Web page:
People often confuse the terms tendonitis, tendinosis, and tendinopathy. These terms, along with paratenonitis, tendon rupture, and partial tendon rupture, describe a variety of tendon conditions, including inflammation, degeneration, and injury.

Tendons are the fibrous tissues that connect muscle to bone, and there are hundreds of tendons throughout the body. Certain tendons are more prone to problems than others. For example, many people have strained an Achilles tendon at one point or another. Moreover, a single tendon can have more than one problem at a time.

When the tendon tears it is called a rupture. If a tendon is torn in two pieces it is called a complete rupture, and if some of the tendon still remains intact it is called a partial rupture.

While most experts define tendinopathy as an umbrella term to describe all tendon conditions, others may use it to describe a chronic tendon condition that fails to heal. For example, a runner who has suffered a hamstring tendon rupture that does not heal properly may be diagnosed with tendinopathy.


Patellar tendinopathy is a change in the quality of the tendon that joins your kneecap (patella) to your shin bone (tibia). The tendon weakens, becomes painful and is less able to cope with the mechanical loads you put on it during exercise. Patellar tendinopathy is also called ‘jumper’s knee’ because the injury commonly occurs during jumping sports such as basketball, netball or volleyball. It’s also sometimes referred to as patellar tendonitis.

The main thing you’ll notice is pain at the bottom edge of your kneecap, or just below it. This usually comes on gradually rather than suddenly. When you first get the pain it will probably only come after you exercise. As time goes by you may get the pain during exercise, perhaps reducing after you warm up. This may then develop into constant pain during activity. If you don’t have treatment for patellar tendinopathy there’s a possibility that your tendon will eventually tear (rupture). Your performance may be unaffected by patellar tendinopathy at first, but as the condition worsens you’ll find you’re not able to perform so well. As well as having pain, the painful area of your knee may be tender to the touch, especially when your leg is straight. You may also have stiffness or tightness around your knee in the morning that eases as you start to move around.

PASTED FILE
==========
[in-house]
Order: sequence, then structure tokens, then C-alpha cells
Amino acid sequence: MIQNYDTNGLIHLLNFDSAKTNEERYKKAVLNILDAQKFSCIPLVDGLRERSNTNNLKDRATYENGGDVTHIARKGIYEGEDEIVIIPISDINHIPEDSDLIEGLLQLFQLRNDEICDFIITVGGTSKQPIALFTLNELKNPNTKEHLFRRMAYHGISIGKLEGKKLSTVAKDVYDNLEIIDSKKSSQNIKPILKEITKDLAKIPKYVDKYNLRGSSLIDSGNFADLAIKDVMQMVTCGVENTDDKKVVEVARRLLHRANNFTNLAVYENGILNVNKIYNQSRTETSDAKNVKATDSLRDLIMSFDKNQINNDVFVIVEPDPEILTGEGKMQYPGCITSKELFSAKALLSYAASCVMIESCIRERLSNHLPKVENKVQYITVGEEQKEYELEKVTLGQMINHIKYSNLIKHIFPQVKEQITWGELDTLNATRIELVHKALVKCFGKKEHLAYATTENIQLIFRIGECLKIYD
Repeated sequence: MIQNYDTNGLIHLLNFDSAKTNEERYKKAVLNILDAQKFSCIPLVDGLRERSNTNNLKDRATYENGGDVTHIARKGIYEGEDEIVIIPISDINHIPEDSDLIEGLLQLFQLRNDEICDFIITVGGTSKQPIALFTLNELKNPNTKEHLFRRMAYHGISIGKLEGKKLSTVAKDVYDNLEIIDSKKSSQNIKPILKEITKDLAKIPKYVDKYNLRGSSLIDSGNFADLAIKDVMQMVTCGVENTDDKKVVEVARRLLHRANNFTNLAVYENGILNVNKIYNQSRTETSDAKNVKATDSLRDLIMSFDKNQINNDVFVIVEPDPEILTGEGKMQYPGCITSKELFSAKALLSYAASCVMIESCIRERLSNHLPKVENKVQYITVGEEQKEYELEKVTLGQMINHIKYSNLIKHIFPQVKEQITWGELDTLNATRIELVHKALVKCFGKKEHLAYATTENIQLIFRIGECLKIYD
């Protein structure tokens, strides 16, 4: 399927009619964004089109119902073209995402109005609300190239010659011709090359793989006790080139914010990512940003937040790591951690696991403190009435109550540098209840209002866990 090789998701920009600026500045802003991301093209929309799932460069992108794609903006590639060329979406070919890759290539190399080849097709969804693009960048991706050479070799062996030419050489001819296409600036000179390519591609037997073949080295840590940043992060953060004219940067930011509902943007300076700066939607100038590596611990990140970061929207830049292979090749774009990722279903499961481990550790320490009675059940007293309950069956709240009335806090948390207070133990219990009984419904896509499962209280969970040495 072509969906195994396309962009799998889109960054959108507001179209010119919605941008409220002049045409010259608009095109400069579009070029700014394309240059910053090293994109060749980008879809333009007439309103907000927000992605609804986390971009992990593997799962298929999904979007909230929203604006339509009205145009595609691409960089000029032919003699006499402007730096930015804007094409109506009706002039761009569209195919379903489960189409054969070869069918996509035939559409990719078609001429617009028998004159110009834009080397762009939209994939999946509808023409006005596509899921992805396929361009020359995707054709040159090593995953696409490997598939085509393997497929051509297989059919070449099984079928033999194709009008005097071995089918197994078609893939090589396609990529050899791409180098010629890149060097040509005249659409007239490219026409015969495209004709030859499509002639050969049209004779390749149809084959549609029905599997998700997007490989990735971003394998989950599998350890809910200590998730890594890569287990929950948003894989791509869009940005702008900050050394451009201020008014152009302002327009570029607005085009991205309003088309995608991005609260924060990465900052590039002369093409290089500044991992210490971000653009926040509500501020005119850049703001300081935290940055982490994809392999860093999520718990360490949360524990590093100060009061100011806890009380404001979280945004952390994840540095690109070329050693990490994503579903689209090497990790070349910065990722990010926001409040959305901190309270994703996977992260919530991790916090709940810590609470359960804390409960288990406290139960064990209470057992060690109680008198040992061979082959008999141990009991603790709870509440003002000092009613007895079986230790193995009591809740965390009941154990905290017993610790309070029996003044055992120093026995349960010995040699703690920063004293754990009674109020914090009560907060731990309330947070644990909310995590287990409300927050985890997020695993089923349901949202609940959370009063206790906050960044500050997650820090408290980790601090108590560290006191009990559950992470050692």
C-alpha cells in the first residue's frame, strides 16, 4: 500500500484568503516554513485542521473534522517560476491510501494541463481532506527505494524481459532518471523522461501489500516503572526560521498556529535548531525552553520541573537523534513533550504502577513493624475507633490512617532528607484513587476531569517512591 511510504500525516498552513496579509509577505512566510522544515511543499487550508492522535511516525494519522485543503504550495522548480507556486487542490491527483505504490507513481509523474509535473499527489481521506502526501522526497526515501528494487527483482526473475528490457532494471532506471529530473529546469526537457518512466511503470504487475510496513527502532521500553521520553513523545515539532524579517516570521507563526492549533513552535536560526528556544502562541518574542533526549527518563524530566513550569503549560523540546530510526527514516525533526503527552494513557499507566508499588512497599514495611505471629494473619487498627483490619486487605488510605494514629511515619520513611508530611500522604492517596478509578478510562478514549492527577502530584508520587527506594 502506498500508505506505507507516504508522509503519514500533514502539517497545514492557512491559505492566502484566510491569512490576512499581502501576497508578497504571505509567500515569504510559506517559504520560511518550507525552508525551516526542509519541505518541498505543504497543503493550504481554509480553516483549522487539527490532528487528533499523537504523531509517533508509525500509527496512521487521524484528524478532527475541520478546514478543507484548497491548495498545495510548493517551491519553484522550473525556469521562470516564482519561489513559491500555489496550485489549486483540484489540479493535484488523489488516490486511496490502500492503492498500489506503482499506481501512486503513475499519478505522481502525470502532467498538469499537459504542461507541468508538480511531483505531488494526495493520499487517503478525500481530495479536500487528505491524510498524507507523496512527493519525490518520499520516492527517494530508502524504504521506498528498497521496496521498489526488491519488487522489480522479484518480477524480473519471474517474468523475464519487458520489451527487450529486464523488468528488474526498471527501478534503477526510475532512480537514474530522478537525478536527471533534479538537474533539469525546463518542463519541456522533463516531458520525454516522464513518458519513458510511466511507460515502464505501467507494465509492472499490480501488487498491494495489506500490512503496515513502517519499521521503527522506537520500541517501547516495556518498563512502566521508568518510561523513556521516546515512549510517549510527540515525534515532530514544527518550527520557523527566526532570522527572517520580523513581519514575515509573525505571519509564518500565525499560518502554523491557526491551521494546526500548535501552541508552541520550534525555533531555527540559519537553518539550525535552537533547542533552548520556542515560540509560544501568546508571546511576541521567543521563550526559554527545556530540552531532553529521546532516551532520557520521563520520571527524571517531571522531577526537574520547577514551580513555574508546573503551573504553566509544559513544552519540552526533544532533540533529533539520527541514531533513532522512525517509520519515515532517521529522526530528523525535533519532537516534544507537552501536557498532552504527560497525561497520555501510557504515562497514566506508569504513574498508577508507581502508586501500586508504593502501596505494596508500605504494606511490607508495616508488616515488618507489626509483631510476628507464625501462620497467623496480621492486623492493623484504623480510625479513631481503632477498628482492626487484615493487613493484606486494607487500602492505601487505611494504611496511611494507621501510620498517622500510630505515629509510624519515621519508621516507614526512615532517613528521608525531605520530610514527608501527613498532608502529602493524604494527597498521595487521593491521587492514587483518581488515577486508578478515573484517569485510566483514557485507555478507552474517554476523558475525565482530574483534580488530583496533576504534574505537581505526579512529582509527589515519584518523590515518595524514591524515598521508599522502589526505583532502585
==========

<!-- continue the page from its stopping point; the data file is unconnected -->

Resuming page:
Doctors aren’t exactly sure why patellar tendinopathy happens. It’s an overuse injury which is often seen in athletes who jump, but it can affect anyone. It’s believed to be caused mainly by repeated stress on the patellar tendon when you do sports which involve jumping. Jumping and landing cause repeated strain to the patellar tendon resulting in changes to its cell and protein structure.

You may be more likely to get patellar tendinopathy if you’re aged between your teens and thirties, although it can happen in older people. It has been linked with overtraining, or playing on hard surfaces. Some studies have found that jumper’s knee is more common in taller and heavier people.

There’s no quick fix for patellar tendinopathy. You may need a long period of rehabilitation before your symptoms go completely. However, the earlier you get treatment, the quicker and better your recovery is likely to be.

Achilles (Ankle)

Achilles tendinopathy is injury to the band of tissue (tendon) that runs down the back of your lower leg to your heel. You may get pain, stiffness and sometimes swelling that makes it difficult to move freely.

Achilles tendinopathy can make it hard to walk and may stop you carrying on as normal. It can affect anyone, but particularly people who do activities that involve running and jumping. It’s thought that around 150,000 people are affected by Achilles tendinopathy every year.